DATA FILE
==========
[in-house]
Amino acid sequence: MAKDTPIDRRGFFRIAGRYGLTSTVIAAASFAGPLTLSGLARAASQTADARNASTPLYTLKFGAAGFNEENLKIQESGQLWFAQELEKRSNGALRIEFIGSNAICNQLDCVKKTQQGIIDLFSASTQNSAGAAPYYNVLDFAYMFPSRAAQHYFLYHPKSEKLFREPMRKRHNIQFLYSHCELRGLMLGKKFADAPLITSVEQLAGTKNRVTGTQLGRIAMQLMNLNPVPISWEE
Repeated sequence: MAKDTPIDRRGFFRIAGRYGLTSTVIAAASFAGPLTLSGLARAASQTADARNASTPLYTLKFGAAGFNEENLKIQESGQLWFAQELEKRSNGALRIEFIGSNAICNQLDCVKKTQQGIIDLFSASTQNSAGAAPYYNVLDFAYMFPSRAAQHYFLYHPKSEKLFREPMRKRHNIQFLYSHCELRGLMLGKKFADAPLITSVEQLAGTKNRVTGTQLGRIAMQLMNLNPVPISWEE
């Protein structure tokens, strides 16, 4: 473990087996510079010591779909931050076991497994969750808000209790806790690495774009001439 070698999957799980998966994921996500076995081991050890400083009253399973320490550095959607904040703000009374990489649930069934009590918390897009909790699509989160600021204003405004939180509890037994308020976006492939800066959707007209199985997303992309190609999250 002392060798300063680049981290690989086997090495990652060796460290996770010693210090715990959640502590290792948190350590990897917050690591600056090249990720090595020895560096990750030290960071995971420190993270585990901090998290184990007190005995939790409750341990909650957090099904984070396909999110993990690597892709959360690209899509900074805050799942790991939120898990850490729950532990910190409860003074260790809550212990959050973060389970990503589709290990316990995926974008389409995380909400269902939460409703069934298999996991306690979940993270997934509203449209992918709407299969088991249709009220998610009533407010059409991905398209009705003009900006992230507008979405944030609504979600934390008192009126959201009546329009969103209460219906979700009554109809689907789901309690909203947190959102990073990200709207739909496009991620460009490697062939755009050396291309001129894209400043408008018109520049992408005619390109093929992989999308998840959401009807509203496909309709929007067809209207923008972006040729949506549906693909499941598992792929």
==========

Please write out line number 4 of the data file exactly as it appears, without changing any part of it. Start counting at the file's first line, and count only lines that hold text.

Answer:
């Protein structure tokens, strides 16, 4: 473990087996510079010591779909931050076991497994969750808000209790806790690495774009001439 070698999957799980998966994921996500076995081991050890400083009253399973320490550095959607904040703000009374990489649930069934009590918390897009909790699509989160600021204003405004939180509890037994308020976006492939800066959707007209199985997303992309190609999250 002392060798300063680049981290690989086997090495990652060796460290996770010693210090715990959640502590290792948190350590990897917050690591600056090249990720090595020895560096990750030290960071995971420190993270585990901090998290184990007190005995939790409750341990909650957090099904984070396909999110993990690597892709959360690209899509900074805050799942790991939120898990850490729950532990910190409860003074260790809550212990959050973060389970990503589709290990316990995926974008389409995380909400269902939460409703069934298999996991306690979940993270997934509203449209992918709407299969088991249709009220998610009533407010059409991905398209009705003009900006992230507008979405944030609504979600934390008192009126959201009546329009969103209460219906979700009554109809689907789901309690909203947190959102990073990200709207739909496009991620460009490697062939755009050396291309001129894209400043408008018109520049992408005619390109093929992989999308998840959401009807509203496909309709929007067809209207923008972006040729949506549906693909499941598992792929």